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The Effects of 9/11 on Attitudes toward Immigration and the Moderating Role of Education

  • Simone Schüller

The major event of the 9/11 terror attacks is likely to have induced an increase in anti-immigrant and anti-foreigner sentiments, not only among US residents but also beyond US borders. Using longitudinal data from the German Socio-Economic Panel and exploiting exogenous variation in interview timing throughout 2001, I find that the terror attacks in the US caused an immediate shift of around 40 percent of one within standard deviation to more negative attitudes toward immigration and resulted in a considerable decrease in concerns over xenophobic hostility among the German population. Furthermore, in exploiting within-individual variation this quasi-experiment provides evidence on the role of education inmoderating the negative terrorism shock.

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Paper provided by DIW Berlin, The German Socio-Economic Panel (SOEP) in its series SOEPpapers on Multidisciplinary Panel Data Research with number 534.

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Length: 24 p.
Date of creation: 2013
Date of revision:
Handle: RePEc:diw:diwsop:diw_sp534
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  1. Pia M. Orrenius & Madeline Zavodny, 2005. "Did 9/11 worsen the job prospects of Hispanic immigrants?," Working Papers 0508, Federal Reserve Bank of Dallas.
  2. Bauer, Thomas K. & Lofstrom, Magnus & Zimmermann, Klaus F., 2000. "Immigration Policy, Assimilation of Immigrants and Natives' Sentiments towards Immigrants: Evidence from 12 OECD-Countries," IZA Discussion Papers 187, Institute for the Study of Labor (IZA).
  3. Olof Åslund & Dan-Olof Rooth, 2005. "Shifts in attitudes and labor market discrimination: Swedish experiences after 9-11," Journal of Population Economics, Springer, vol. 18(4), pages 603-629, November.
  4. Anna Maria Mayda (Georgetown University), 2005. "Who Is Against Immigration? A Cross-Country Investigation of Individual Attitudes towards Immigrants," Working Papers gueconwpa~05-05-10, Georgetown University, Department of Economics.
  5. Nils Braakmann, 2009. "The Impact of September 11th, 2001 on the Employment Prospects of Arabs and Muslims in the German Labor Market," Journal of Economics and Statistics (Jahrbuecher fuer Nationaloekonomie und Statistik), Justus-Liebig University Giessen, Department of Statistics and Economics, vol. 229(1), pages 2-21, February.
  6. Michael Fertig & Christoph Schmidt, 2011. "Attitudes towards foreigners and Jews in Germany: identifying the determinants of xenophobia in a large opinion survey," Review of Economics of the Household, Springer, vol. 9(1), pages 99-128, March.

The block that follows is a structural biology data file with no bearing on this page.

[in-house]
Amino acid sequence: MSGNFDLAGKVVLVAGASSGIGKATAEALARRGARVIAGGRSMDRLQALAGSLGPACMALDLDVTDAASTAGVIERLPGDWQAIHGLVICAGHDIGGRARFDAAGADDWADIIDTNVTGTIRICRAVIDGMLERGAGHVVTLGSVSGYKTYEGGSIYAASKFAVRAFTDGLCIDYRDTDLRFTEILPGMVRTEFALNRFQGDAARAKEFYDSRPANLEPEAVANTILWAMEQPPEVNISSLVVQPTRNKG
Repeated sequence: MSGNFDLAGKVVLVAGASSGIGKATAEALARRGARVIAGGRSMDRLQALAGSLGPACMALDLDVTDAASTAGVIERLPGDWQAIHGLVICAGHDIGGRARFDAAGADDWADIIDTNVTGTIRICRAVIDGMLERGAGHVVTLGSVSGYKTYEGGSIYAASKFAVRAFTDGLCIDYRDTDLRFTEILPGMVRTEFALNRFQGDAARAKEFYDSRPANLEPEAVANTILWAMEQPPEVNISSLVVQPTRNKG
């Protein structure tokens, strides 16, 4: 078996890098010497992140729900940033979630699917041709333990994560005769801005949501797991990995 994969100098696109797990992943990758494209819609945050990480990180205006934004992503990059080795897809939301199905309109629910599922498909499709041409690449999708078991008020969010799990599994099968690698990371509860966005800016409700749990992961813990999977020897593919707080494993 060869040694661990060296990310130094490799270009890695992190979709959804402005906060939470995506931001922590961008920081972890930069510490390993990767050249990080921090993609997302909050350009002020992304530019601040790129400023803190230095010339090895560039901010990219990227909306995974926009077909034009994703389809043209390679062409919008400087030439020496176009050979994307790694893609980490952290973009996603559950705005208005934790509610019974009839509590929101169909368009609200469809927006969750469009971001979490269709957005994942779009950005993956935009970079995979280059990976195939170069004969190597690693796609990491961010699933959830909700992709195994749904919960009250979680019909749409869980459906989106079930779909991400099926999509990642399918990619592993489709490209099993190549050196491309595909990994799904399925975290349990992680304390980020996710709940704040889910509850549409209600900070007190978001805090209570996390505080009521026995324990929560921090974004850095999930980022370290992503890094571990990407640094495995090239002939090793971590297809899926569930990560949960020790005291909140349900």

7. Alberto Dávila & Marie Mora, 2005. "Changes in the earnings of Arab men in the US between 2000 and 2002," Journal of Population Economics, Springer, vol. 18(4), pages 587-601, November.
  8. Fertig, Michael & Schmidt, Christoph M, 2001. "First- and Second-Generation Migrants in Germany - What Do We Know and What Do People Think," CEPR Discussion Papers 2803, C.E.P.R. Discussion Papers.
  9. Deepti Goel, 2010. "Perceptions of Immigrants in Australia after 9/11," The Economic Record, The Economic Society of Australia, vol. 86(275), pages 596-608, December.
  10. Jens Hainmueller & Michael J. Hiscox, 2005. "Educated Preferences: Explaining Attitudes Toward Immigration in Europe," Others 0505013, EconWPA.
  11. Eva M. Berger, 2010. "The Chernobyl Disaster, Concern about the Environment, and Life Satisfaction," Kyklos, Wiley Blackwell, vol. 63(1), pages 1-8, 02.
  12. Gert G. Wagner & Joachim R. Frick & Jürgen Schupp, 2007. "The German Socio-Economic Panel Study (SOEP): Scope, Evolution and Enhancements," SOEPpapers on Multidisciplinary Panel Data Research 1, DIW Berlin, The German Socio-Economic Panel (SOEP).
  13. Kenneth F. Scheve & Matthew J. Slaughter, 2001. "Labor Market Competition And Individual Preferences Over Immigration Policy," The Review of Economics and Statistics, MIT Press, vol. 83(1), pages 133-145, February.
  14. Neeraj Kaushal & Robert Kaestner & Cordelia Reimers, 2007. "Labor Market Effects of September 11th on Arab and Muslim Residents of the United States," Journal of Human Resources, University of Wisconsin Press, vol. 42(2).
  15. Robert Metcalfe & Nattavudh Powdthavee & Paul Dolan, 2011. "Destruction and Distress: Using a Quasi‐Experiment to Show the Effects of the September 11 Attacks on Mental Well‐Being in the United Kingdom," Economic Journal, Royal Economic Society, vol. 121(550), pages F81-F103, February.
  16. Nils Braakmann, 2010. "Islamistic Terror And The Labour Market Prospects Of Arab Men In England: Does A Country'S Direct Involvement Matter?," Scottish Journal of Political Economy, Scottish Economic Society, vol. 57(4), pages 430-454, 09.
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